First off, you will need a debugger enabled version of DOSBox. If you are using Windows and don’t want to compile it yourself, you can grab the latest version of the DOSBox debugger from The unpacking target of my choice is Omniscent, one of the most impressive 4kb DOS intros that exist. It uses a custom packer to compress the executable. I want to have the unpacked version of this intro to see how the common DOS executable packer compress this file. This tutorial works for both .com and .exe files.

Start the debugger enabled version of DOSBox but don’t run your targeted executable that you want to debug yet. Enter DEBUG followed by the name of your executable that you want to unpack and press Return. Click into the Debugger window and press a key like Space to make the window refresh, it seems like a bug to me that the window doesn’t refresh itself after trapping into the debugger. Your screen will look like this:

Usual DOS executable unpacking stubs will copy itself to a higher memory including the packed data and then start to unpack this data to the address space where to execution started. After it is done unpacking the stub will jump to the address of the first executed instruction, which was the first instruction of the unpacker stub mover and now hows become the first instruction of the unpacked executable. We can use this behaviour for a quite easy method to unpack the packed executable now.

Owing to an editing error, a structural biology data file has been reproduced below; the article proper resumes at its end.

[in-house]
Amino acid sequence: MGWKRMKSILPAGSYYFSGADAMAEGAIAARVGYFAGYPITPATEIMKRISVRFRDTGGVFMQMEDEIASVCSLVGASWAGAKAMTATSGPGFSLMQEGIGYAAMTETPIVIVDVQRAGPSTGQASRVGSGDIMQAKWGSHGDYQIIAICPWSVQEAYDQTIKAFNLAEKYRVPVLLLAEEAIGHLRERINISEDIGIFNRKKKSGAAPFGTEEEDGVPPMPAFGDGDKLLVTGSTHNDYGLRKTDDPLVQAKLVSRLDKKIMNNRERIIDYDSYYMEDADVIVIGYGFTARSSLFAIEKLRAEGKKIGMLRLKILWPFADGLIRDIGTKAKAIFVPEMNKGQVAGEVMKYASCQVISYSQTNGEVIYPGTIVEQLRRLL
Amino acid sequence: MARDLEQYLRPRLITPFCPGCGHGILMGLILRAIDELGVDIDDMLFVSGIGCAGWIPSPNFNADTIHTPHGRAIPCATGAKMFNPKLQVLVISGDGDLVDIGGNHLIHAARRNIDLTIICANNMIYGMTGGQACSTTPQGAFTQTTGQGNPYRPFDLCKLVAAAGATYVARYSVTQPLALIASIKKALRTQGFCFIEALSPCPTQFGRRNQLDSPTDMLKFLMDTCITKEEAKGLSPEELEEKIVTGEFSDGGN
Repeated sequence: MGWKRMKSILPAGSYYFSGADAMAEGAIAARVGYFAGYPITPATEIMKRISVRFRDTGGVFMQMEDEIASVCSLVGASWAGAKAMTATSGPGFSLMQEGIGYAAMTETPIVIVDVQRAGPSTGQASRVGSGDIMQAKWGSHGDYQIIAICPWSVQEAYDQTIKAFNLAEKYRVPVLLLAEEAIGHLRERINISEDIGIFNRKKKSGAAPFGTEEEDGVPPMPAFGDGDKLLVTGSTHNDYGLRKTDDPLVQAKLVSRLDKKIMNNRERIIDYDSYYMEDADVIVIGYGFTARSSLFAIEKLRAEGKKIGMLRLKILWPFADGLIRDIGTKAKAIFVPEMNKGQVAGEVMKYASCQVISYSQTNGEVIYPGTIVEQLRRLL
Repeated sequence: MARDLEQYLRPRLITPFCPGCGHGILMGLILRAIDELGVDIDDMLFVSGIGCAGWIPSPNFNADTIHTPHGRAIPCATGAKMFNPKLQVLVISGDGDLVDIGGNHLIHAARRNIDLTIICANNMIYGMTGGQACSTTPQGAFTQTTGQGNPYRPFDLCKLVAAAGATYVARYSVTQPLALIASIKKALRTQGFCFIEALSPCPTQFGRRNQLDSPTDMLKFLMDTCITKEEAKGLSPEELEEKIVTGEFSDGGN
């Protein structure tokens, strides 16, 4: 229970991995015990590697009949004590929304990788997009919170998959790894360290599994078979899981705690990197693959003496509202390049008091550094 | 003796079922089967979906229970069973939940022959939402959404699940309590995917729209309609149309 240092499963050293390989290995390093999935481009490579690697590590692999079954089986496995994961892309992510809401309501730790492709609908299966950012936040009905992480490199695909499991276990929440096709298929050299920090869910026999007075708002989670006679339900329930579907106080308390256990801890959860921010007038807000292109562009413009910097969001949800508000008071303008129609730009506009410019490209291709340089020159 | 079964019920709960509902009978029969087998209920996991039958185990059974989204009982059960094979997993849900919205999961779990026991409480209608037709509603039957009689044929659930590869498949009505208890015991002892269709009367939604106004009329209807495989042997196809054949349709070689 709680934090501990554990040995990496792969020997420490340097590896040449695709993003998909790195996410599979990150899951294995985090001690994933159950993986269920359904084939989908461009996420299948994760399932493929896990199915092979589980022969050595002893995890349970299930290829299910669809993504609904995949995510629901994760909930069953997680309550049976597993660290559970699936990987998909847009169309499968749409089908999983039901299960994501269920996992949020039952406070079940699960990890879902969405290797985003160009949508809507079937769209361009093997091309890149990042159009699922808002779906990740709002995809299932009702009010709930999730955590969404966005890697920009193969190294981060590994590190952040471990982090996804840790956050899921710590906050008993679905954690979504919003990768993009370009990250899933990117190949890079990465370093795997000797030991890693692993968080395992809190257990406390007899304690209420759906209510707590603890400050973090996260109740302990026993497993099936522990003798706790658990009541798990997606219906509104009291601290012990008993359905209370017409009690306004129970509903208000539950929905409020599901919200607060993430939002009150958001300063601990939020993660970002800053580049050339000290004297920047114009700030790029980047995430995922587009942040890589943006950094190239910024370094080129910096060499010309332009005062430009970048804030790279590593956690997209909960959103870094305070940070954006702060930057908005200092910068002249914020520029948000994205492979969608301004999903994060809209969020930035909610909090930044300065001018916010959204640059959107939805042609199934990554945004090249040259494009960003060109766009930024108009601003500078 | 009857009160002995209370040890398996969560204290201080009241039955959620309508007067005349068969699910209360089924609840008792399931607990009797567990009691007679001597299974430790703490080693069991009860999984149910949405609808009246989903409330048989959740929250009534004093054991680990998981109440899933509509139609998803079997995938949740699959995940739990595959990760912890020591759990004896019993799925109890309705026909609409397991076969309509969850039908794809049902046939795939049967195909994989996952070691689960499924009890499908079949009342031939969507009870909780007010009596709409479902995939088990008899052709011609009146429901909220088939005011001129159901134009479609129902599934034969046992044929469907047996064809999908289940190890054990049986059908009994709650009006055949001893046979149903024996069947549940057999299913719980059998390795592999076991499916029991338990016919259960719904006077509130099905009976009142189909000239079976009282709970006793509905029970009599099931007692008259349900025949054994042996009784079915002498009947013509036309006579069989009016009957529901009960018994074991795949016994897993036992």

Enter the command BP CS:IP to set a breakpoint at the current instruction. Press F11 to execute the current instruction, this step is needed to make sure that DOSBox internally sets the breakpoint in the right way. Press F5 to continue normal execution, after a short time the debugger should break again at our starting address. Now you are in the state right before the first instruction of the unpacked program is executed. Enter the command MEMDUMPBIN CS:IP 60000 and press Return. The unpacked program should have been saved into the current directory now, the last parameter of the command was the number of bytes to dump, you may have to adjust this value for bigger programs. Your debugger window should look like this now:

Rename the file MEMDUMP.BIN to .com or .exe depending on your program. You can use a hex-editor to remove bytes after the end of your program, in my case I know that the unpacked binary size is 4.782 byte. If I would not have known that I would have truncated the file before I see a first start of a memory area that contains a lot 0 bytes. Run the renamed executable to see if the unpacking has worked. In my case the DOS screen is full of awesomeness: